She expands on that last bit later in the book, in a section called “The Money Pit,” in which she addresses the financial difficulties that often assail people with ADHD. She writes, “Adults with ADHD (not just women) are prone to mishandling money due to impulsivity or an inability to handle details. Bookkeeping, balancing checkbooks, and paying bills can be especially hard due to the challenges people with ADHD face with executive functioning, procrastination, avoidance, and difficulties with details.”
ADHD is believed to afflict far more adults than those who are actually diagnosed or treated, which is an estimated 4% of the population — which includes only those adults who were actually diagnosed as children. But fewer than 20% of adults with the condition have been diagnosed or treated, which means that many suffer, but write it off as being inherently disorganized, or in some cases, depressed.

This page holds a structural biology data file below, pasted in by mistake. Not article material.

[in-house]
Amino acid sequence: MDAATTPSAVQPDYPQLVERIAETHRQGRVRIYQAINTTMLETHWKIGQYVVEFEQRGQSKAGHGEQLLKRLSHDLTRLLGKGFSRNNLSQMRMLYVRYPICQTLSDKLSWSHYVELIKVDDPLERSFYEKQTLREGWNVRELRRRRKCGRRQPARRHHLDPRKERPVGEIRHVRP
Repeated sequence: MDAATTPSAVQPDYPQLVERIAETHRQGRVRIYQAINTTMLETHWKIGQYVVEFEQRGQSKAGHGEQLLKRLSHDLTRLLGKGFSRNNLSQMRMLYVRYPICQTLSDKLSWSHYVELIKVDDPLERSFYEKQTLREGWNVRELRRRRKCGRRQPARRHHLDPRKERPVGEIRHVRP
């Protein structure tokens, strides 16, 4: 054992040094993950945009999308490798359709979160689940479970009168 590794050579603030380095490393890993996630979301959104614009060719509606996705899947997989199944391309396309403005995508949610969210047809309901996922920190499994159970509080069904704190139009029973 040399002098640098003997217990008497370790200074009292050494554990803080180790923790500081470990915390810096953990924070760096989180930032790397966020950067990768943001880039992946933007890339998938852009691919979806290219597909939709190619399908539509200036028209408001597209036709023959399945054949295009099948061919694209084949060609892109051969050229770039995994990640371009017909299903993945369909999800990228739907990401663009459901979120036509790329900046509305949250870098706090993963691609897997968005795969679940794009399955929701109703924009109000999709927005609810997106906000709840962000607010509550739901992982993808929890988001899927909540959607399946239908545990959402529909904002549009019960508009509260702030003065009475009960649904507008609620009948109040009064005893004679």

Alongside this premise, Itzhak Ben-David, a Finance Professor at The Ohio State University’s Fisher College of Business, led a study on the financial behavior of adults with ADHD with Dr. Theodore P. Beauchaine, of The Ohio State University’s Department of Psychology at the College of Arts and Sciences, and Dr. Aner Sela, a Marketing Professor at the University of Florida’s Warrington College of Business.
“What happens to people with ADHD when they grow up?” Itzhak wondered. “What we don’t know well enough is how people with ADHD fare in the financial arena: credit cards, bank accounts, employment, debt — this is what we were trying to shed a bit of light on.”